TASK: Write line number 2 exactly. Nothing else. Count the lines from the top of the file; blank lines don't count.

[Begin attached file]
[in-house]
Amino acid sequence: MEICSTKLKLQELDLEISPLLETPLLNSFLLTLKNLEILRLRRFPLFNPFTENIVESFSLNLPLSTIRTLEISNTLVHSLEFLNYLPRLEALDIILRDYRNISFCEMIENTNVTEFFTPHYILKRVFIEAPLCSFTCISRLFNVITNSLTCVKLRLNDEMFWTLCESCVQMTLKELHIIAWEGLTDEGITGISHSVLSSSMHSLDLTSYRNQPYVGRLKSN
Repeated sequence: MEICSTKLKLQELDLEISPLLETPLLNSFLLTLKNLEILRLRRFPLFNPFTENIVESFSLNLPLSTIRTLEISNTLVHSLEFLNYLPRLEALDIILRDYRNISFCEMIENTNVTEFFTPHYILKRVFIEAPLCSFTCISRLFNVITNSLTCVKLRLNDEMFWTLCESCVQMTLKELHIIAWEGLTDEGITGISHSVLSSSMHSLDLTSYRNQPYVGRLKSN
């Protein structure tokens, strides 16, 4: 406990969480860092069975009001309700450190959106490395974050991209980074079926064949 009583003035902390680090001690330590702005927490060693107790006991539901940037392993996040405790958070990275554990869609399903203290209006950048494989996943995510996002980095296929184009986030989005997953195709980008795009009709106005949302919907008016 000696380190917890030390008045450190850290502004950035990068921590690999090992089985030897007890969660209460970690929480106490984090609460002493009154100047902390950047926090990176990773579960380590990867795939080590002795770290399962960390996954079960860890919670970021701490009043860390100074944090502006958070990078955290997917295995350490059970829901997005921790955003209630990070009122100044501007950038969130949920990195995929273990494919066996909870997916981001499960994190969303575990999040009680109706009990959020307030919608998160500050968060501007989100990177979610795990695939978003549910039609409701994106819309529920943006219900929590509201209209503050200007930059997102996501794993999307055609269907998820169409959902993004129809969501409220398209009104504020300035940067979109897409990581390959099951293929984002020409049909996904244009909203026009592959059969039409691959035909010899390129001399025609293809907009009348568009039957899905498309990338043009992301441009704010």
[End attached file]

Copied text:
Amino acid sequence: MEICSTKLKLQELDLEISPLLETPLLNSFLLTLKNLEILRLRRFPLFNPFTENIVESFSLNLPLSTIRTLEISNTLVHSLEFLNYLPRLEALDIILRDYRNISFCEMIENTNVTEFFTPHYILKRVFIEAPLCSFTCISRLFNVITNSLTCVKLRLNDEMFWTLCESCVQMTLKELHIIAWEGLTDEGITGISHSVLSSSMHSLDLTSYRNQPYVGRLKSN